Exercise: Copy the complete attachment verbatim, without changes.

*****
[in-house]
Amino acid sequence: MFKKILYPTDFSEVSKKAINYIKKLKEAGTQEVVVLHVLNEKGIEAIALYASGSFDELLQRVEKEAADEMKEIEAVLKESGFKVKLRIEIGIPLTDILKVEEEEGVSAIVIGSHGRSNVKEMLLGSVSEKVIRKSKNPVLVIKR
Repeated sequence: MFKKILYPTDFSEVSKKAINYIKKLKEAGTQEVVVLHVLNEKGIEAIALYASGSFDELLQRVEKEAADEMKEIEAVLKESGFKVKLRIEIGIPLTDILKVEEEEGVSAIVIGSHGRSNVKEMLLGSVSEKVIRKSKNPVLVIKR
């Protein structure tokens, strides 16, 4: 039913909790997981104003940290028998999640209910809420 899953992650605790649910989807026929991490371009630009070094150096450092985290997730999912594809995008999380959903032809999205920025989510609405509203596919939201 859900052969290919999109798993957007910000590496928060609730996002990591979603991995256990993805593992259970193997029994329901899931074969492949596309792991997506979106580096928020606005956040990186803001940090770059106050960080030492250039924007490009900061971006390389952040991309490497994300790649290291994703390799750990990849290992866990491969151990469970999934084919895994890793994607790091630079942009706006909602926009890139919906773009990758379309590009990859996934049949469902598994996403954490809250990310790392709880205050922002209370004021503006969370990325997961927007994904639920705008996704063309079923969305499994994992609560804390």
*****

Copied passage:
[in-house]
Amino acid sequence: MFKKILYPTDFSEVSKKAINYIKKLKEAGTQEVVVLHVLNEKGIEAIALYASGSFDELLQRVEKEAADEMKEIEAVLKESGFKVKLRIEIGIPLTDILKVEEEEGVSAIVIGSHGRSNVKEMLLGSVSEKVIRKSKNPVLVIKR
Repeated sequence: MFKKILYPTDFSEVSKKAINYIKKLKEAGTQEVVVLHVLNEKGIEAIALYASGSFDELLQRVEKEAADEMKEIEAVLKESGFKVKLRIEIGIPLTDILKVEEEEGVSAIVIGSHGRSNVKEMLLGSVSEKVIRKSKNPVLVIKR
């Protein structure tokens, strides 16, 4: 039913909790997981104003940290028998999640209910809420 899953992650605790649910989807026929991490371009630009070094150096450092985290997730999912594809995008999380959903032809999205920025989510609405509203596919939201 859900052969290919999109798993957007910000590496928060609730996002990591979603991995256990993805593992259970193997029994329901899931074969492949596309792991997506979106580096928020606005956040990186803001940090770059106050960080030492250039924007490009900061971006390389952040991309490497994300790649290291994703390799750990990849290992866990491969151990469970999934084919895994890793994607790091630079942009706006909602926009890139919906773009990758379309590009990859996934049949469902598994996403954490809250990310790392709880205050922002209370004021503006969370990325997961927007994904639920705008996704063309079923969305499994994992609560804390």